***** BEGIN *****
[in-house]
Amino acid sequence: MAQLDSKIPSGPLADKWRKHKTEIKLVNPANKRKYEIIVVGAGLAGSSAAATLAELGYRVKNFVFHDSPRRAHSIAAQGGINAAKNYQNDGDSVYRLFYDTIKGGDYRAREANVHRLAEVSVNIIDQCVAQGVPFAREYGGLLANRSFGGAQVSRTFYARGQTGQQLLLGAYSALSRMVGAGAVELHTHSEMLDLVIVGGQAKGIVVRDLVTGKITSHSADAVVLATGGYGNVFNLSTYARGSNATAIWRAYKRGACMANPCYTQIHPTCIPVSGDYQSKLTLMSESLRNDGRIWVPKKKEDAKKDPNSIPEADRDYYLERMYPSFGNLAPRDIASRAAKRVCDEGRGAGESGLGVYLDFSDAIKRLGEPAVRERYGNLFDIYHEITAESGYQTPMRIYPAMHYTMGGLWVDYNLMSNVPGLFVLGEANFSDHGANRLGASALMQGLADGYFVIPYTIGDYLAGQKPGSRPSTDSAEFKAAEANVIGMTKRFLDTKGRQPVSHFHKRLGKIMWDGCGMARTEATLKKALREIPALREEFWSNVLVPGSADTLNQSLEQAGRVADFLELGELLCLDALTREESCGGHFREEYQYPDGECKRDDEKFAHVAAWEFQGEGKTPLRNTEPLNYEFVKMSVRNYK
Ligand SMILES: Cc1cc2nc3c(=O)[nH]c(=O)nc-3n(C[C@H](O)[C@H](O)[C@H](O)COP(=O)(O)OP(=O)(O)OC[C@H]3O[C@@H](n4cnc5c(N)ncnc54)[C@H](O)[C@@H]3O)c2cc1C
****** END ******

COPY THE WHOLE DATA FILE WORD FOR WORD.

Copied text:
[in-house]
Amino acid sequence: MAQLDSKIPSGPLADKWRKHKTEIKLVNPANKRKYEIIVVGAGLAGSSAAATLAELGYRVKNFVFHDSPRRAHSIAAQGGINAAKNYQNDGDSVYRLFYDTIKGGDYRAREANVHRLAEVSVNIIDQCVAQGVPFAREYGGLLANRSFGGAQVSRTFYARGQTGQQLLLGAYSALSRMVGAGAVELHTHSEMLDLVIVGGQAKGIVVRDLVTGKITSHSADAVVLATGGYGNVFNLSTYARGSNATAIWRAYKRGACMANPCYTQIHPTCIPVSGDYQSKLTLMSESLRNDGRIWVPKKKEDAKKDPNSIPEADRDYYLERMYPSFGNLAPRDIASRAAKRVCDEGRGAGESGLGVYLDFSDAIKRLGEPAVRERYGNLFDIYHEITAESGYQTPMRIYPAMHYTMGGLWVDYNLMSNVPGLFVLGEANFSDHGANRLGASALMQGLADGYFVIPYTIGDYLAGQKPGSRPSTDSAEFKAAEANVIGMTKRFLDTKGRQPVSHFHKRLGKIMWDGCGMARTEATLKKALREIPALREEFWSNVLVPGSADTLNQSLEQAGRVADFLELGELLCLDALTREESCGGHFREEYQYPDGECKRDDEKFAHVAAWEFQGEGKTPLRNTEPLNYEFVKMSVRNYK
Ligand SMILES: Cc1cc2nc3c(=O)[nH]c(=O)nc-3n(C[C@H](O)[C@H](O)[C@H](O)COP(=O)(O)OP(=O)(O)OC[C@H]3O[C@@H](n4cnc5c(N)ncnc54)[C@H](O)[C@@H]3O)c2cc1C